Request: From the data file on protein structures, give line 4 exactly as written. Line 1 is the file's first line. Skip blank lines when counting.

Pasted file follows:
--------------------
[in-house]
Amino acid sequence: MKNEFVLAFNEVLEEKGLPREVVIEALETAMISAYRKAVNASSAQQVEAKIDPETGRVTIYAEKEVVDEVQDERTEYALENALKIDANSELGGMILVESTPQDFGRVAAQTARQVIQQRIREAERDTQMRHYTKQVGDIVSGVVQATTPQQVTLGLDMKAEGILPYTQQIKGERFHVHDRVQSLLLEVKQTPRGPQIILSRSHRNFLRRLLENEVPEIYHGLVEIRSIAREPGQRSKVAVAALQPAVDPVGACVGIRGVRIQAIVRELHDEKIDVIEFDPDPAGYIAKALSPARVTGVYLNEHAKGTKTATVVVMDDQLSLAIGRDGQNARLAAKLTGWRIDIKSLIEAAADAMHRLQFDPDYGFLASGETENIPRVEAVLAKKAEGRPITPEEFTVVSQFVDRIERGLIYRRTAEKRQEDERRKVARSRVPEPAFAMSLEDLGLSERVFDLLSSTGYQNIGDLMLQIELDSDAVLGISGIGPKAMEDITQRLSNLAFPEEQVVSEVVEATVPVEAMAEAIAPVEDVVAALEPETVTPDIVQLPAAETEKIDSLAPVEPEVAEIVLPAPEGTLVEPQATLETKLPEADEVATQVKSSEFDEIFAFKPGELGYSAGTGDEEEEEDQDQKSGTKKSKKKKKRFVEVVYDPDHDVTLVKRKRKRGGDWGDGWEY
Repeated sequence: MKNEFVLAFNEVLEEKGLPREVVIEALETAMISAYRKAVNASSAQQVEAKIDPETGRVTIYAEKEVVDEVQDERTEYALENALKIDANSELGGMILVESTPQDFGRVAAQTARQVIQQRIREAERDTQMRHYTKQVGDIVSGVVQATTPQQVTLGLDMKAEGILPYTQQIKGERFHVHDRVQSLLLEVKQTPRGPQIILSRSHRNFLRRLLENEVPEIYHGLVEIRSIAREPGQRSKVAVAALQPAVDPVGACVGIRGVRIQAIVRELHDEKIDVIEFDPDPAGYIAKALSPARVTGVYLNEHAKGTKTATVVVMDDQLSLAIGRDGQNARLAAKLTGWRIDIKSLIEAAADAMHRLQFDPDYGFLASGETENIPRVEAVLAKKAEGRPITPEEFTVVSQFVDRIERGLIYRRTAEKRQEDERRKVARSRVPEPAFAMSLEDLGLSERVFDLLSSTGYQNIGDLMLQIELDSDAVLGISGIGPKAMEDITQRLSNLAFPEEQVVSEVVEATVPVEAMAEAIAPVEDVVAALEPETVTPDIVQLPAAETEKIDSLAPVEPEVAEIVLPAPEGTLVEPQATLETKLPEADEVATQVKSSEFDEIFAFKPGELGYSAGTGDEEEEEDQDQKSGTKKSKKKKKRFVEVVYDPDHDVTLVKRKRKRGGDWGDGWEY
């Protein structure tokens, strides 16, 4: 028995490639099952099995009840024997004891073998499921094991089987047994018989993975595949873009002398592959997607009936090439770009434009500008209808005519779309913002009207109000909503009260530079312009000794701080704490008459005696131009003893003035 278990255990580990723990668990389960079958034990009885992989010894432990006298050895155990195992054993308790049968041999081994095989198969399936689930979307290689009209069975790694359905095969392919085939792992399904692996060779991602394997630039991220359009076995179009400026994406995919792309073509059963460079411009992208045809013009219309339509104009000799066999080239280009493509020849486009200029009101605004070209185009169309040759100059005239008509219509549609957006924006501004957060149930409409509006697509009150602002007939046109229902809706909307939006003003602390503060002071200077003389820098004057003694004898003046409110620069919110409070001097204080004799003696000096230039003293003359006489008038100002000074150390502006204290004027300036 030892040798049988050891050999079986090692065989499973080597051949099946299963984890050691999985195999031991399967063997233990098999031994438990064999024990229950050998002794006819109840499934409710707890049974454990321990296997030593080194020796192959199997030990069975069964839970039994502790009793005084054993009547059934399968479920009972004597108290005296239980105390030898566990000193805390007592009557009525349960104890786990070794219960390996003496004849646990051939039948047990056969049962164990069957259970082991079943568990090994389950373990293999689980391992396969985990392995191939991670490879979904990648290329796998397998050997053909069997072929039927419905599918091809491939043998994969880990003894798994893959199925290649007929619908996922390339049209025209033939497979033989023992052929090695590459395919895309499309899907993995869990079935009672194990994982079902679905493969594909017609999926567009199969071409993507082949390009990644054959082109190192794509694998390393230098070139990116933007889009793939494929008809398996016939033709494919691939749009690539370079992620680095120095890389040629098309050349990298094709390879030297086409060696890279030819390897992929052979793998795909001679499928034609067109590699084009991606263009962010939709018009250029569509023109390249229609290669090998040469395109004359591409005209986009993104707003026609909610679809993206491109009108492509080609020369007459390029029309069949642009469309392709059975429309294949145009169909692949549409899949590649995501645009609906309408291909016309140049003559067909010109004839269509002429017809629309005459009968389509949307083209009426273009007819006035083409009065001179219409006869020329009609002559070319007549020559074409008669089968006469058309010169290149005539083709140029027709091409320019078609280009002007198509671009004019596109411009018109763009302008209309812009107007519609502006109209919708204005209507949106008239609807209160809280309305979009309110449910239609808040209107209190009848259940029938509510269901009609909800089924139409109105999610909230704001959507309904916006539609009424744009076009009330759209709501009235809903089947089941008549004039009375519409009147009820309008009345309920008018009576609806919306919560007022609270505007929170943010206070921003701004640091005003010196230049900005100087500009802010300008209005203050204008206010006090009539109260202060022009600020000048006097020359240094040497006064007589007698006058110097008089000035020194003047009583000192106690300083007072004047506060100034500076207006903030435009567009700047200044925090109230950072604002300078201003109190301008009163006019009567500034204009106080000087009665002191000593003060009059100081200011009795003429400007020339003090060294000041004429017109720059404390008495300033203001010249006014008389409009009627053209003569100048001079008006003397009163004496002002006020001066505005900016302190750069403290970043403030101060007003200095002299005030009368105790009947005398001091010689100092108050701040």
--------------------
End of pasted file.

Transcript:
């Protein structure tokens, strides 16, 4: 028995490639099952099995009840024997004891073998499921094991089987047994018989993975595949873009002398592959997607009936090439770009434009500008209808005519779309913002009207109000909503009260530079312009000794701080704490008459005696131009003893003035 278990255990580990723990668990389960079958034990009885992989010894432990006298050895155990195992054993308790049968041999081994095989198969399936689930979307290689009209069975790694359905095969392919085939792992399904692996060779991602394997630039991220359009076995179009400026994406995919792309073509059963460079411009992208045809013009219309339509104009000799066999080239280009493509020849486009200029009101605004070209185009169309040759100059005239008509219509549609957006924006501004957060149930409409509006697509009150602002007939046109229902809706909307939006003003602390503060002071200077003389820098004057003694004898003046409110620069919110409070001097204080004799003696000096230039003293003359006489008038100002000074150390502006204290004027300036 030892040798049988050891050999079986090692065989499973080597051949099946299963984890050691999985195999031991399967063997233990098999031994438990064999024990229950050998002794006819109840499934409710707890049974454990321990296997030593080194020796192959199997030990069975069964839970039994502790009793005084054993009547059934399968479920009972004597108290005296239980105390030898566990000193805390007592009557009525349960104890786990070794219960390996003496004849646990051939039948047990056969049962164990069957259970082991079943568990090994389950373990293999689980391992396969985990392995191939991670490879979904990648290329796998397998050997053909069997072929039927419905599918091809491939043998994969880990003894798994893959199925290649007929619908996922390339049209025209033939497979033989023992052929090695590459395919895309499309899907993995869990079935009672194990994982079902679905493969594909017609999926567009199969071409993507082949390009990644054959082109190192794509694998390393230098070139990116933007889009793939494929008809398996016939033709494919691939749009690539370079992620680095120095890389040629098309050349990298094709390879030297086409060696890279030819390897992929052979793998795909001679499928034609067109590699084009991606263009962010939709018009250029569509023109390249229609290669090998040469395109004359591409005209986009993104707003026609909610679809993206491109009108492509080609020369007459390029029309069949642009469309392709059975429309294949145009169909692949549409899949590649995501645009609906309408291909016309140049003559067909010109004839269509002429017809629309005459009968389509949307083209009426273009007819006035083409009065001179219409006869020329009609002559070319007549020559074409008669089968006469058309010169290149005539083709140029027709091409320019078609280009002007198509671009004019596109411009018109763009302008209309812009107007519609502006109209919708204005209507949106008239609807209160809280309305979009309110449910239609808040209107209190009848259940029938509510269901009609909800089924139409109105999610909230704001959507309904916006539609009424744009076009009330759209709501009235809903089947089941008549004039009375519409009147009820309008009345309920008018009576609806919306919560007022609270505007929170943010206070921003701004640091005003010196230049900005100087500009802010300008209005203050204008206010006090009539109260202060022009600020000048006097020359240094040497006064007589007698006058110097008089000035020194003047009583000192106690300083007072004047506060100034500076207006903030435009567009700047200044925090109230950072604002300078201003109190301008009163006019009567500034204009106080000087009665002191000593003060009059100081200011009795003429400007020339003090060294000041004429017109720059404390008495300033203001010249006014008389409009009627053209003569100048001079008006003397009163004496002002006020001066505005900016302190750069403290970043403030101060007003200095002299005030009368105790009947005398001091010689100092108050701040």